Valerian and Gender Themes

As you likely know, Luc Besson’s “Valerian and the City of a Thousand Planets” was released this summer, and audiences and critics largely agreed… it wasn’t that great. The visual effects and imagery of the movie are positively stunning, there’s no denying this, but just about every other element of this film is noticeably flawed. The main characters - Valerian in particular - are not very engaging, their romance even less so, the basic storytelling elements feel uneven in presentation, moments that are either meant to be funny or profound are not properly balanced and there are several moments where the film’s internal logic is badly broken (Who were the humans at war with those 30 years ago? How did the “No Foreigners” species ever establish a settlement in Alpha? Why would Valerian defend his allegiance to a man he literally just fought without question?).

All of this, while bothersome, is not what I want to talk about here. I want to discuss the theme of this movie - primarily the fact that it didn’t really have one, and how amazing the film could have been if it did.

The plot surrounding the Pearls and the background of Bubble’s character could suggest a theme about refugees and the government powers that refuse to help them. Bubble is an undocumented alien with no better option than working as an exotic dancer and the collective identity of the Pearls was erased after their planet was lost as collateral damage of a war in which human authorities were fighting. The problems with this are that Bubble’s character is killed well before the main battle of the movie (probably because Rihanna costs too much), and the corruption resulting in the Pearls’ erasure is attributed to only one character, simplifying things to an uninteresting black-and-white moral framework. Not to mention the fact that a sizable fraction of the movie is dedicated to the main characters getting out of situations that don’t connect to the larger plot, and after they interact with the Pearls, said characters don’t even show up anywhere after the climax. Thus, this theme, if at all intended, is not very strong. But there is another possibility - an interesting and potentially innovative idea that is expressed for just a  moment in a scene leading up to the climax. It has to do with the Pearls and Valerian’s gender identity.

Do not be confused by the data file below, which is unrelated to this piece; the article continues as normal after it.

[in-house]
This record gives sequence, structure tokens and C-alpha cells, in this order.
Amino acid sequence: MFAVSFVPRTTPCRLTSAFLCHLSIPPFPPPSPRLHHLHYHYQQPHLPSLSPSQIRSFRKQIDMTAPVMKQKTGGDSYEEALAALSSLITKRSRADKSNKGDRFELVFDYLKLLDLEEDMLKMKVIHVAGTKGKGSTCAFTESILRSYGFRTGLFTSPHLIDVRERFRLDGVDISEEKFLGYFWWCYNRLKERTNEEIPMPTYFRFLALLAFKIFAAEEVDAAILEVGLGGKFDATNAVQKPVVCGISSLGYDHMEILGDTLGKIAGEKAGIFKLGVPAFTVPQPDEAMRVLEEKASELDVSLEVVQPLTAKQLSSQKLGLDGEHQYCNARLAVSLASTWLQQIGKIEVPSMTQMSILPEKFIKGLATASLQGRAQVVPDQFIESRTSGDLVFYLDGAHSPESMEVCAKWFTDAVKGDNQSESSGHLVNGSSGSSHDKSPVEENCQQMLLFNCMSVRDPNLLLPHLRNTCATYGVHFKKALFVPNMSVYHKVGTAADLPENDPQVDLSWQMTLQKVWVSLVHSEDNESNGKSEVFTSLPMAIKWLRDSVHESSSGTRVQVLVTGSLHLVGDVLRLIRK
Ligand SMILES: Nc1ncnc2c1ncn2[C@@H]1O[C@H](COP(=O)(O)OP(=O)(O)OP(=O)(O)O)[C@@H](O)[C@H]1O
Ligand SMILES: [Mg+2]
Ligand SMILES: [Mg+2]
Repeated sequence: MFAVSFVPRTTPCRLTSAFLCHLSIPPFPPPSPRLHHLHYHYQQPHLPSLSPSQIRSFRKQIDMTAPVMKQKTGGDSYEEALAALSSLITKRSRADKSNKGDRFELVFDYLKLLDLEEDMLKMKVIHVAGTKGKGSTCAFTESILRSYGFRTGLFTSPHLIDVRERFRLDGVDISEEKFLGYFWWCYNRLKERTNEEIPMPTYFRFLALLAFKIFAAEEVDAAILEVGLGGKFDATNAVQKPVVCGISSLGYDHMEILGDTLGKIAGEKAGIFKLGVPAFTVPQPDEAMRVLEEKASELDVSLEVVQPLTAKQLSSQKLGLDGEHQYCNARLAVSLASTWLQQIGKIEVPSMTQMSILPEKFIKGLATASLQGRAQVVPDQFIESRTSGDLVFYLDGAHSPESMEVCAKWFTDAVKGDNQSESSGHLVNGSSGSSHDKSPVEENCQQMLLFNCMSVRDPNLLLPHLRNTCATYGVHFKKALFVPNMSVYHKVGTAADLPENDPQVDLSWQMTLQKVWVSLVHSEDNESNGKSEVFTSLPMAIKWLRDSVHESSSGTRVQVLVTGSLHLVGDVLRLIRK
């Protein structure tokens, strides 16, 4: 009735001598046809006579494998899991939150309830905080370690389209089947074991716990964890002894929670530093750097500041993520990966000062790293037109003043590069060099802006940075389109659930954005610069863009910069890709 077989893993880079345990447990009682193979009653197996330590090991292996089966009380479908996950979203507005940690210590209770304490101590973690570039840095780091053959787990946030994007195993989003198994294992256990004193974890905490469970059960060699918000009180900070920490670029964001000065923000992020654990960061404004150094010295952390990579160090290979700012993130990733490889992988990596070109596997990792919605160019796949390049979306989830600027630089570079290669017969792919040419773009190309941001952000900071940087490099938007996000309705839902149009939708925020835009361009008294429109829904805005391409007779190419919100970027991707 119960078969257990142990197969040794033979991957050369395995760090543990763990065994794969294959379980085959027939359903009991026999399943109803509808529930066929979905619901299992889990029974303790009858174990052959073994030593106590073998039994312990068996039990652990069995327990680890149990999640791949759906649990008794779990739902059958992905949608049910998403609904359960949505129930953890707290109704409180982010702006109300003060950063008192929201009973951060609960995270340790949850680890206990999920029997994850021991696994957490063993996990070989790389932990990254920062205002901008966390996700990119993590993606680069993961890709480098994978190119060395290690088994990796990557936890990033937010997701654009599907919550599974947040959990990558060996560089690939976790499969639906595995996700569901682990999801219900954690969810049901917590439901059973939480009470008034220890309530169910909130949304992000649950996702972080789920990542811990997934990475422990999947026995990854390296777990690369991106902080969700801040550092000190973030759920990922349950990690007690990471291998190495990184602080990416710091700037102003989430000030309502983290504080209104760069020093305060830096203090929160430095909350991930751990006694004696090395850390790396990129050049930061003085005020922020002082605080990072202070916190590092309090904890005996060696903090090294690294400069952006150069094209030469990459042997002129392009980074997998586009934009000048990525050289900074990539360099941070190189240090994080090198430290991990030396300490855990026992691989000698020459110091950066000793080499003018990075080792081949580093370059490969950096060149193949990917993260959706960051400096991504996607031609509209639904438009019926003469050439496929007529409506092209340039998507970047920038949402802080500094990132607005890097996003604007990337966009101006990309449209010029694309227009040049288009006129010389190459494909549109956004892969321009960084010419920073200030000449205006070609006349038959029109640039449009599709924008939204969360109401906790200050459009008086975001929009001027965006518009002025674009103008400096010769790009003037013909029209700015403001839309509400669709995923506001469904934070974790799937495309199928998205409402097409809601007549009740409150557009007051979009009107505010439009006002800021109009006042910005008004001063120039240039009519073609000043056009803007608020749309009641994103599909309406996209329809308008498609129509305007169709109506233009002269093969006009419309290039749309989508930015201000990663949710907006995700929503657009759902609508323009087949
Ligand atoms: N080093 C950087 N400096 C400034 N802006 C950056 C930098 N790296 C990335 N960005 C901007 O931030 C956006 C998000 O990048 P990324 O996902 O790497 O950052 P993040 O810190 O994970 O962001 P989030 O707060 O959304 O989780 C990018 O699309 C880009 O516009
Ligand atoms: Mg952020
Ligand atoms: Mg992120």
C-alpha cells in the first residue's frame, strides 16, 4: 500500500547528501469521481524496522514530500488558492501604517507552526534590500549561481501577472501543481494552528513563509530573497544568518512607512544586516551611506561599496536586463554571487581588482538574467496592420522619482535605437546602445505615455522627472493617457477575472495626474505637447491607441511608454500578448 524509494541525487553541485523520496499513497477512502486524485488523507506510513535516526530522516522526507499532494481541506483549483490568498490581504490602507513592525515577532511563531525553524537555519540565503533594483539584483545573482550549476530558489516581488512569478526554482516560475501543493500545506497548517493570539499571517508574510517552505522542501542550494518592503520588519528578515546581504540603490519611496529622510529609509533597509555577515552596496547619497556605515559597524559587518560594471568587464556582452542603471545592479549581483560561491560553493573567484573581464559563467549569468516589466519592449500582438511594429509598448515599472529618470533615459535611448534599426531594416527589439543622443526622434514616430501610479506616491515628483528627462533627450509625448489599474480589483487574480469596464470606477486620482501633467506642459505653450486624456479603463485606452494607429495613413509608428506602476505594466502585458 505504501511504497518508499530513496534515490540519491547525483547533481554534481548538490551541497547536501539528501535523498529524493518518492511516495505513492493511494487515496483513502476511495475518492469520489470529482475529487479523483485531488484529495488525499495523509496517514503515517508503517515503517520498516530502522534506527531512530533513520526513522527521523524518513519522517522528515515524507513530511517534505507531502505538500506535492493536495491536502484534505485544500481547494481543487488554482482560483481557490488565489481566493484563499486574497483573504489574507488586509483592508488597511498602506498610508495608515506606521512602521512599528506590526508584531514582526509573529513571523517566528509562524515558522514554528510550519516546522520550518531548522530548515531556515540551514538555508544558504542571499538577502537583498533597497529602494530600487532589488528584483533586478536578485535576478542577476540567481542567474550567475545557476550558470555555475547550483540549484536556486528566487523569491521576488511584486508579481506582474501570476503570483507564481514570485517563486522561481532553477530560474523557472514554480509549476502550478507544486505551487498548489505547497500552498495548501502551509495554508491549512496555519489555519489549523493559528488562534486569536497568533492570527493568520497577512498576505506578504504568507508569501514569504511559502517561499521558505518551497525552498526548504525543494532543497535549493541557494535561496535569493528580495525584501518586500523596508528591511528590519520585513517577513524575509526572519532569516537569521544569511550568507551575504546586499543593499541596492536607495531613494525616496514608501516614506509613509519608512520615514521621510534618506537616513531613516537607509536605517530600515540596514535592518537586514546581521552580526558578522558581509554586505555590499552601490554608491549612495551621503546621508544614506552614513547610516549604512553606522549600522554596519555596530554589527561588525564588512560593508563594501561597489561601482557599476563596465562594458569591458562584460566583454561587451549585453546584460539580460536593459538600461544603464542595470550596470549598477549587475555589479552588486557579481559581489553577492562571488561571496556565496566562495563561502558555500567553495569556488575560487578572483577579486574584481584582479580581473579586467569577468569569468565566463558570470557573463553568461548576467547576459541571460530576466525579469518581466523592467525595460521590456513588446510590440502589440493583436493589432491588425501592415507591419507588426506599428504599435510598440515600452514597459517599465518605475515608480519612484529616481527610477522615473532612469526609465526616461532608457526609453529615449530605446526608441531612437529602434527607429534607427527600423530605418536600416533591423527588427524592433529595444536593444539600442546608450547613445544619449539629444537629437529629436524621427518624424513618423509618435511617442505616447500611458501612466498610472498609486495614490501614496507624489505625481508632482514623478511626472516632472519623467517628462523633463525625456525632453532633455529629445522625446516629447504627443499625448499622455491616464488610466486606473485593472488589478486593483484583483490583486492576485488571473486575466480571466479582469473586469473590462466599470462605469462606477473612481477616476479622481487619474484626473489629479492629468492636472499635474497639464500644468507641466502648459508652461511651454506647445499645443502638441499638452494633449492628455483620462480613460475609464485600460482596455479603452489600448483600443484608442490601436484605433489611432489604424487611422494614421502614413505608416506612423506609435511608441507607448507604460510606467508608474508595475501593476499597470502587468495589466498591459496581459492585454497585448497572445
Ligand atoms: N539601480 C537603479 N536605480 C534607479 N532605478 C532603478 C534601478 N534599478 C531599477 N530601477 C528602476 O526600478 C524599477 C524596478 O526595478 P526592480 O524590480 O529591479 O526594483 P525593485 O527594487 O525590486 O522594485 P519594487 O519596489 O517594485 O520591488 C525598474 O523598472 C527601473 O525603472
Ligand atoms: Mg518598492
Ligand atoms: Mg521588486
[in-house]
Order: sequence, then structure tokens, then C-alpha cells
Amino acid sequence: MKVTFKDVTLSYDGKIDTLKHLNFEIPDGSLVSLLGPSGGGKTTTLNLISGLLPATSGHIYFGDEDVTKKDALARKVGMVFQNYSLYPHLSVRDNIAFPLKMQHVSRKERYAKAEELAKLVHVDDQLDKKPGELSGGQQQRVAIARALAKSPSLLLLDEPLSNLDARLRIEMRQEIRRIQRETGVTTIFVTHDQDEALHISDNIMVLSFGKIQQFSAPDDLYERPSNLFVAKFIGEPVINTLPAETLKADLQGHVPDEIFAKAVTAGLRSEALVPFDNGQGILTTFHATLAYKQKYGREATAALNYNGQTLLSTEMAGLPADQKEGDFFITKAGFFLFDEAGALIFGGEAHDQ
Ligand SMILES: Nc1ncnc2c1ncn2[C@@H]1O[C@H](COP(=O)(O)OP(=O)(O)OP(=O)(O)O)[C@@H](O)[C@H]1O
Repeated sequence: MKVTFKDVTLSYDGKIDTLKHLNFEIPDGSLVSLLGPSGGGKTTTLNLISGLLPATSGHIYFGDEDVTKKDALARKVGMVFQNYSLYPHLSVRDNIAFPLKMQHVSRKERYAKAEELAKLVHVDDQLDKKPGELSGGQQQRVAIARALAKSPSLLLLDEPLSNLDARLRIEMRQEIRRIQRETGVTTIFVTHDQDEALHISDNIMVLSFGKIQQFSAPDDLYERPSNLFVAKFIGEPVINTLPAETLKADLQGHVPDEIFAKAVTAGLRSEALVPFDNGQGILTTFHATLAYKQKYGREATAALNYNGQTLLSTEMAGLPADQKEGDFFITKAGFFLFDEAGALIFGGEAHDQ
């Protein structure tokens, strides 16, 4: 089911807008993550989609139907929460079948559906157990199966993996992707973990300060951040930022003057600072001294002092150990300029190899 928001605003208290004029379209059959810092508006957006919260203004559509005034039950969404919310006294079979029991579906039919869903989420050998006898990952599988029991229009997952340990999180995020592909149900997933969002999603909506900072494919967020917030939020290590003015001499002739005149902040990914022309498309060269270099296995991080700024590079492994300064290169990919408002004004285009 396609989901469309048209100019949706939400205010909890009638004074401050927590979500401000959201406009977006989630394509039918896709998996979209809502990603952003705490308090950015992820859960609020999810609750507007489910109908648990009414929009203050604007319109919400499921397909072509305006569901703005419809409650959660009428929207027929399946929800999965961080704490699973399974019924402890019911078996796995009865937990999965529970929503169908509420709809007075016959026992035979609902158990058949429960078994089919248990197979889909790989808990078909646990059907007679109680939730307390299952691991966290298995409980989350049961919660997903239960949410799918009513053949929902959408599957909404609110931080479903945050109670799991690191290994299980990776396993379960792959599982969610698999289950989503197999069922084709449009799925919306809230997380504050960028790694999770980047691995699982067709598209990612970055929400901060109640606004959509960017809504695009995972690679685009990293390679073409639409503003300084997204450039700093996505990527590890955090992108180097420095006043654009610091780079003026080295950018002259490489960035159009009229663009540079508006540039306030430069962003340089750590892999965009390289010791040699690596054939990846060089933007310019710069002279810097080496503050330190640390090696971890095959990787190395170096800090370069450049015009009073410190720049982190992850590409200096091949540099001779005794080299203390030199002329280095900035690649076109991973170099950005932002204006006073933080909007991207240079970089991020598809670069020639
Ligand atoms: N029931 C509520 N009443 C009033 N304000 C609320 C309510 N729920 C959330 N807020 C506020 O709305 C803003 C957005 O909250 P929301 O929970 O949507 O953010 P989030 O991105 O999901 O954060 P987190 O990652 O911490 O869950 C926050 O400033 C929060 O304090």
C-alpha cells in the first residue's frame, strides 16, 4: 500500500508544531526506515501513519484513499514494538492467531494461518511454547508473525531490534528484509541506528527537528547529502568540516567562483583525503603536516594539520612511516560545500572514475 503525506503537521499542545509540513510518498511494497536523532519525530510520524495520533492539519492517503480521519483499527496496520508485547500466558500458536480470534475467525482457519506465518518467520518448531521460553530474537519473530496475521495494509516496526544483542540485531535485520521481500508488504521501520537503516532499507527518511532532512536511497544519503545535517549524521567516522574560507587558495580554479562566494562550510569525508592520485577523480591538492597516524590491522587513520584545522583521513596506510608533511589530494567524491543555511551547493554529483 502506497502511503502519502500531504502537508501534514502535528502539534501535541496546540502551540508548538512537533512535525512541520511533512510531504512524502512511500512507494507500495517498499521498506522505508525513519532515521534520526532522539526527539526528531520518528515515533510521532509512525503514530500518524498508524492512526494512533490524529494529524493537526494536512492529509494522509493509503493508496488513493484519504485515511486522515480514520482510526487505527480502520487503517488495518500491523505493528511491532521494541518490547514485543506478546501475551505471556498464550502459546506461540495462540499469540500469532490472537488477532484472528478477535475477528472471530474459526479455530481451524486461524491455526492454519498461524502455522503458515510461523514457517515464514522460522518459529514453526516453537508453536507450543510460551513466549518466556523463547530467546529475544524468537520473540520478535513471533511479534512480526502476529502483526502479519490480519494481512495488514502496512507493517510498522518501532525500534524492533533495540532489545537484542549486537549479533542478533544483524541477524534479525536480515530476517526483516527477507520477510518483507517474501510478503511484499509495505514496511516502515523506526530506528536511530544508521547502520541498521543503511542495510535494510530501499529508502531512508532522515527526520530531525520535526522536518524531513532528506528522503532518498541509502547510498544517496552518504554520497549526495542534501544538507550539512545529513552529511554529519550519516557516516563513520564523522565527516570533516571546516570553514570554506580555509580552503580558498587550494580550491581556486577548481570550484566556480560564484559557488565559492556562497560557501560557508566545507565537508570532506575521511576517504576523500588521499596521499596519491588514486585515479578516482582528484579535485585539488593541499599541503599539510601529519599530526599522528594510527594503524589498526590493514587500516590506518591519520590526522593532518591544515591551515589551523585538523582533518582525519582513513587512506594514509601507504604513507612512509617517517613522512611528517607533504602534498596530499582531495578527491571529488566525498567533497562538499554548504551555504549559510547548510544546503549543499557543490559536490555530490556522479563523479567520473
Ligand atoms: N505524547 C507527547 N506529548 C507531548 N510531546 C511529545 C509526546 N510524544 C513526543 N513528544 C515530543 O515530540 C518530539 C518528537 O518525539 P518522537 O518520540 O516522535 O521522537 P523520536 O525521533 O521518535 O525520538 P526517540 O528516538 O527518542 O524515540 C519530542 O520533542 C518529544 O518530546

In the scene, there is an expository sequence explaining that when a Pearl - the alien race of refugees appearing throughout the film - dies, they can release their soul which then travels through time and space to take refuge in another life form’s mind until they can be laid to rest. It is revealed that the soul of the Pearls’ princess took the house in Valerian’s mind at the beginning of the movie, to which Laureline mockingly responds, “So you’ve had a girl inside you all this time?” Valerian, of course, gets defensive, this situation is laughed off quickly and the plot marches on.

Imagine what this could have been with a little more thought and attention.